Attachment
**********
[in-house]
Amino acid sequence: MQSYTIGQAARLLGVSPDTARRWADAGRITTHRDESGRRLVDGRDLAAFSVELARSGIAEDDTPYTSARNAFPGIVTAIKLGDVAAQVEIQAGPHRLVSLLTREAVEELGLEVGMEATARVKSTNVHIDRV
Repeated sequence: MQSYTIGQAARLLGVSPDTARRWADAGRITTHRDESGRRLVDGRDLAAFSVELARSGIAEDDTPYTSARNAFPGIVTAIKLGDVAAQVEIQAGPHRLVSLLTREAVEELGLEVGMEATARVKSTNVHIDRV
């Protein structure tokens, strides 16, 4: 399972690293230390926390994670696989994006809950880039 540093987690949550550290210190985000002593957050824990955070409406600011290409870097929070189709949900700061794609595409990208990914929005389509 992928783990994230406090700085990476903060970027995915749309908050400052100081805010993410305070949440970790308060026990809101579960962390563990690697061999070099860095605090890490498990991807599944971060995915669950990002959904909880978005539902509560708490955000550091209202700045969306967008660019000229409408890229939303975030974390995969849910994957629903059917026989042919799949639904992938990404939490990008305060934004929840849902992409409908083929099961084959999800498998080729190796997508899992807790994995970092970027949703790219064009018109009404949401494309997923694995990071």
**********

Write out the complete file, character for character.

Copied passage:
[in-house]
Amino acid sequence: MQSYTIGQAARLLGVSPDTARRWADAGRITTHRDESGRRLVDGRDLAAFSVELARSGIAEDDTPYTSARNAFPGIVTAIKLGDVAAQVEIQAGPHRLVSLLTREAVEELGLEVGMEATARVKSTNVHIDRV
Repeated sequence: MQSYTIGQAARLLGVSPDTARRWADAGRITTHRDESGRRLVDGRDLAAFSVELARSGIAEDDTPYTSARNAFPGIVTAIKLGDVAAQVEIQAGPHRLVSLLTREAVEELGLEVGMEATARVKSTNVHIDRV
């Protein structure tokens, strides 16, 4: 399972690293230390926390994670696989994006809950880039 540093987690949550550290210190985000002593957050824990955070409406600011290409870097929070189709949900700061794609595409990208990914929005389509 992928783990994230406090700085990476903060970027995915749309908050400052100081805010993410305070949440970790308060026990809101579960962390563990690697061999070099860095605090890490498990991807599944971060995915669950990002959904909880978005539902509560708490955000550091209202700045969306967008660019000229409408890229939303975030974390995969849910994957629903059917026989042919799949639904992938990404939490990008305060934004929840849902992409409908083929099961084959999800498998080729190796997508899992807790994995970092970027949703790219064009018109009404949401494309997923694995990071």